from crikit.fe import *
from crikit.fe_adjoint import *
from pyadjoint_utils import AdjFloat
from import CR_P_LaplacianNumpy
from import CR_P_Laplacian, UFLFunctionSpace
from crikit.covering import get_composite_cr, set_default_covering_params

# Set up the finite-element function spaces.
mesh = UnitSquareMesh(3, 3)
V = FunctionSpace(mesh, 'P', 1)
V_vec = FunctionSpace(mesh, 'RTE', 1)
out_function_space = UFLFunctionSpace(V_vec)

v = interpolate(Expression('x[0]*x[0] + x[1]*x[1]',degree=2), V)
g = grad(v)

# Create a CR implemented in NumPy.
p_np = AdjFloat(2.5)
cr_np = CR_P_LaplacianNumpy(p_np, input_u=False)

# Create a CR implemented in UFL.
p_ufl = Constant(p_np)
cr_ufl = CR_P_Laplacian(p_ufl, input_u=False)

# Give the Covering interface the parameters it needs to map from UFL to NumPy.
quad_params = {'quadrature_degree': 2}
domain = mesh.ufl_domain()
set_default_covering_params(domain=domain, quad_params=quad_params)

# Create point maps that have the same input and output spaces, but different
# implementations in the middle.
cr_np_composite = get_composite_cr(cr_ufl.source, cr_np, out_function_space)
cr_ufl_composite = get_composite_cr(cr_ufl.source, cr_ufl, out_function_space)

# The point maps give the same output even though they are implemented in
# different spaces.
sigma_ufl = cr_ufl_composite(g)
sigma_np = cr_np_composite(g)
assert errornorm(sigma_ufl, sigma_np) < 1e-7

Numpy-Like Libraries#

CRIKit is written such that users can select at run-time between JAX and PyTorch to perform numpy-like operations in CRIKit, such as ones that are found in crikit.invariants and, in addition to JIT compilation and vectorization. Note that currently, the torch backend is experimental and not as well-optimized as the jax backend, in particular related to its Jacobian assembly. Typically, users will control this through the backend parameter of {meth} For example, these two CR`s compute the same quantities, one using JAX and the other using PyTorch:

import crikit
import jax.numpy as jnp
import numpy as np
import torch

dims = 3
in_types = (crikit.TensorType.make_symmetric(2, dims),
out_type = crikit.TensorType.make_symmetric(2, dims)

# for this problem, it turns out these are both the same, equal to 7
n_scalar_invts, n_form_invts = crikit.cr_function_shape(out_type, in_types)
assert n_scalar_invts == n_form_invts
theta_jax = crikit.array(jnp.arange(0.0, n_scalar_invts))
# this isn't a realistic material model, and is only intended to
# show how to use the jax and torch backends
def cr_fun_jax(scalar_invts, theta):
    return (scalar_invts * jnp.sin(theta))

theta_torch = crikit.tensor(torch.arange(0.0, n_scalar_invts))
def cr_fun_torch(scalar_invts, theta):
    return (scalar_invts * torch.sin(theta))

cr_jax = crikit.CR(out_type, in_types, cr_fun_jax, params=(theta_jax,), backend='jax')
cr_torch = crikit.CR(out_type, in_types, cr_fun_torch, params=(theta_torch,), backend='torch')

n_qpoint = 100
# generate some random tensors as input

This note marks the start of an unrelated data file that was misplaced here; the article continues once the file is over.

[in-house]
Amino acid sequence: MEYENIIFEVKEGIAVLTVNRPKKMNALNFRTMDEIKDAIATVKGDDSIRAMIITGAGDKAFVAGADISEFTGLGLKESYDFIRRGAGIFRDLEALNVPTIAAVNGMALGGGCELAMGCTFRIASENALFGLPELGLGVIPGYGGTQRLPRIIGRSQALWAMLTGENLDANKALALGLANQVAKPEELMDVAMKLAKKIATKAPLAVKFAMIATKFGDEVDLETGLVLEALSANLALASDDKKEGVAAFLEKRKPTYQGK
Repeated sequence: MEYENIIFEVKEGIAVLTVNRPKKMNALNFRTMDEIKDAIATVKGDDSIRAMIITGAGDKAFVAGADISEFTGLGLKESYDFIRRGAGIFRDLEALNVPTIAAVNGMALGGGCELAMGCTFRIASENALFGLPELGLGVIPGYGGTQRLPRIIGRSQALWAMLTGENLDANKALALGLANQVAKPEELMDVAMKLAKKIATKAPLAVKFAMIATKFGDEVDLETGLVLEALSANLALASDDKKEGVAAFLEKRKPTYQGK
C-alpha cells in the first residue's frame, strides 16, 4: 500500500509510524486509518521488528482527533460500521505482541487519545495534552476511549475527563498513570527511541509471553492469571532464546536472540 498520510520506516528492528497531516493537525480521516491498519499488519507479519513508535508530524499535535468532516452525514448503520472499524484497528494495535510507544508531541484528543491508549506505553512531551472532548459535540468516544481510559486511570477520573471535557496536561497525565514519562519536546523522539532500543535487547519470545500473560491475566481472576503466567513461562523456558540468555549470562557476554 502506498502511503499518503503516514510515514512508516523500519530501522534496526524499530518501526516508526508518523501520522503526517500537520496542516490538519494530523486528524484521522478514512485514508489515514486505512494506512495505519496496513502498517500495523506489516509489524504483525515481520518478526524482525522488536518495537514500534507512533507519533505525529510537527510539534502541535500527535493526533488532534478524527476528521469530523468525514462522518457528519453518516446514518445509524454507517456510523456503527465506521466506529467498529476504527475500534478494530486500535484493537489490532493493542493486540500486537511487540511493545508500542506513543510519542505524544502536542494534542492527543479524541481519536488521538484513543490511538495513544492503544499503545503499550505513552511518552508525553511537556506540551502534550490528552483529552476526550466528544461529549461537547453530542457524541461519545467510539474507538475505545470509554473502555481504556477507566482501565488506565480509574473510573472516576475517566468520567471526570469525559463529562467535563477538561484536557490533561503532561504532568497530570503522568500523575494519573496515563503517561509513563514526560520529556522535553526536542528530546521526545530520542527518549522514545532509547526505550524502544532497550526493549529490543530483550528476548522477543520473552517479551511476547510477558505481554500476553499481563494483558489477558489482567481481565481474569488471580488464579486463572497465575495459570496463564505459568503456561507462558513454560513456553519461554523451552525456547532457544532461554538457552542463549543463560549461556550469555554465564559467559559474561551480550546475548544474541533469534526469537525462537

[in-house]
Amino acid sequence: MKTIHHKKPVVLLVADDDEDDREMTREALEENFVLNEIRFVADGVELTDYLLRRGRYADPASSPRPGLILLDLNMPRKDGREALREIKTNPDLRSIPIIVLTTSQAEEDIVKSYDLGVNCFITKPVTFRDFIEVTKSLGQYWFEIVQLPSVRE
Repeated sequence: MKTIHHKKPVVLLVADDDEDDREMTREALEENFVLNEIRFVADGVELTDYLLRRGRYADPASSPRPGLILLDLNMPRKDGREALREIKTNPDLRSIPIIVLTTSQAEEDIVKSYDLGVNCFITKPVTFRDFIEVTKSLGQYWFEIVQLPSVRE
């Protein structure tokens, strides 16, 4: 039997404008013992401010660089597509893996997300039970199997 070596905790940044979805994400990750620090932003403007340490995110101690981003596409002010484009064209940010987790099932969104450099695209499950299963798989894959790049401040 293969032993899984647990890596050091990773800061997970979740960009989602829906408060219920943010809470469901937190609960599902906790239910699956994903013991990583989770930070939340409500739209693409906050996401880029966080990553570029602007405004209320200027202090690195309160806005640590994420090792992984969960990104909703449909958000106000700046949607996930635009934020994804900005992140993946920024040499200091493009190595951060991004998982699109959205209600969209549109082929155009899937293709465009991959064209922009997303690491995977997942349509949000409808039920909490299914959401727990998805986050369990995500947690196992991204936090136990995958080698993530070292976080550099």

jax_inputs = tuple(crikit.array(np.random.randn(n_qpoint, *x.shape)) for x in in_types[:-1])

# the same random tensors converted to torch
torch_inputs = tuple(map(lambda x: crikit.tensor(x.unwrap()), jax_inputs))

assert jnp.allclose(cr_torch(torch_inputs).detach().numpy(), cr_jax(jax_inputs).unwrap())


Many real-life materials posess certain symmetries. For example, water is typically modeled as an isotropic fluid, meaning that from the point of view of an observer, any rotation of the coordinate axes leads to no change at all in the observed behavior. A wooden dowel with the grain running in the longer direction might be transversely isotropic, meaning that rotations about the axis along which the grain runs should also lead to no change in observed behavior. Mathematically, symmetries are described by groups, and all physical symmetry groups are subgroups of the group of rotations and flips in three dimensions (i.e. subgroups of \(O(3)\)). Specifically, physical symmetry groups are so-called compact point groups, that is, subgroups of the orthogonal group whose underlying sets are compact [Zheng, 1994].

Given some finite number of finite-rank tensors \(A_1, A_2, \ldots , A_n\) and some point group \(G\) with a left action on \(\{A_1, A_2, \ldots , A_n\}\), \(G\) is said to be characterized by \(\{A_1, A_2, \ldots , A_n\}\) if every orthogonal tensor \(g\) (i.e. element of some point group representation) is a member of \(G\) if and only if

\[\begin{aligned} g\cdot A_1 &= A_1\\ g\cdot A_2 &= A_2\\ &\vdots\\ g\cdot A_n &= A_n \end{aligned} \]

We call \(A_1, A_2, \ldots, A_n\) structural tensors of \(G\). A 1994 theorem of Zheng and Boehler [Zheng and Boehler, 1994] guarantees that if \(G\) is any physical symmetry group (i.e. compact point group) and \(A_1, A_2, \ldots, A_n\) characterize \(G\), then any \(G\)-equivariant function \(F: T\to V\) for tensor spaces \(T\) and \(V\) can be written as an isotropic function

\[F(t) = F_I(t, A_1, A_2, \ldots, A_n) \]